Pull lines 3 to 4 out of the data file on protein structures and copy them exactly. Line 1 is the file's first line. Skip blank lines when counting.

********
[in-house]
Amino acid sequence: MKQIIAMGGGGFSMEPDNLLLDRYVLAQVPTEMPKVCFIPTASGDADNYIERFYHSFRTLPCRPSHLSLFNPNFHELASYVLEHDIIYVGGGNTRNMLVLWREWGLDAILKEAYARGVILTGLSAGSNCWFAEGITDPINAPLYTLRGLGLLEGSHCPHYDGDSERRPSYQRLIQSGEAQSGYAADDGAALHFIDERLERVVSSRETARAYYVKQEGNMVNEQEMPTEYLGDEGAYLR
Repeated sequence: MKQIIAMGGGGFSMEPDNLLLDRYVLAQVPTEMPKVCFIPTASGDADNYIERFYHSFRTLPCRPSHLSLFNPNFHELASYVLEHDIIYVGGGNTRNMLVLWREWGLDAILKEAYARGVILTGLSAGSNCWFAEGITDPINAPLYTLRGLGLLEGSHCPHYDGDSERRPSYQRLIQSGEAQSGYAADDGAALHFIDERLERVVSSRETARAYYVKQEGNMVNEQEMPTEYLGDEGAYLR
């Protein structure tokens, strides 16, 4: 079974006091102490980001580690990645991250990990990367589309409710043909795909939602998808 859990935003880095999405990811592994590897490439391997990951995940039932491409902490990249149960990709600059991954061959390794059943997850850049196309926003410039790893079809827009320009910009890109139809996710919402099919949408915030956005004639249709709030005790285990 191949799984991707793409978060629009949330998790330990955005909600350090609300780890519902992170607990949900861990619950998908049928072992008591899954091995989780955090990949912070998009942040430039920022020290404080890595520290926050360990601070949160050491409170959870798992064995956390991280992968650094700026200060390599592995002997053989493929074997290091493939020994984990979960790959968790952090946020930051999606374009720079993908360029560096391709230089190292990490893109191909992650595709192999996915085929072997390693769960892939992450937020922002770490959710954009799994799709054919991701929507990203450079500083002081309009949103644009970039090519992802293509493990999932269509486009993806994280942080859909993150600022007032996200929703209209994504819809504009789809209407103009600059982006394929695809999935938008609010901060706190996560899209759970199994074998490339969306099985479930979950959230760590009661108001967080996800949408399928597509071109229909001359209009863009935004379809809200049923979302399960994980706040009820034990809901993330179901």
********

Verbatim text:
Repeated sequence: MKQIIAMGGGGFSMEPDNLLLDRYVLAQVPTEMPKVCFIPTASGDADNYIERFYHSFRTLPCRPSHLSLFNPNFHELASYVLEHDIIYVGGGNTRNMLVLWREWGLDAILKEAYARGVILTGLSAGSNCWFAEGITDPINAPLYTLRGLGLLEGSHCPHYDGDSERRPSYQRLIQSGEAQSGYAADDGAALHFIDERLERVVSSRETARAYYVKQEGNMVNEQEMPTEYLGDEGAYLR
């Protein structure tokens, strides 16, 4: 079974006091102490980001580690990645991250990990990367589309409710043909795909939602998808 859990935003880095999405990811592994590897490439391997990951995940039932491409902490990249149960990709600059991954061959390794059943997850850049196309926003410039790893079809827009320009910009890109139809996710919402099919949408915030956005004639249709709030005790285990 191949799984991707793409978060629009949330998790330990955005909600350090609300780890519902992170607990949900861990619950998908049928072992008591899954091995989780955090990949912070998009942040430039920022020290404080890595520290926050360990601070949160050491409170959870798992064995956390991280992968650094700026200060390599592995002997053989493929074997290091493939020994984990979960790959968790952090946020930051999606374009720079993908360029560096391709230089190292990490893109191909992650595709192999996915085929072997390693769960892939992450937020922002770490959710954009799994799709054919991701929507990203450079500083002081309009949103644009970039090519992802293509493990999932269509486009993806994280942080859909993150600022007032996200929703209209994504819809504009789809209407103009600059982006394929695809999935938008609010901060706190996560899209759970199994074998490339969306099985479930979950959230760590009661108001967080996800949408399928597509071109229909001359209009863009935004379809809200049923979302399960994980706040009820034990809901993330179901």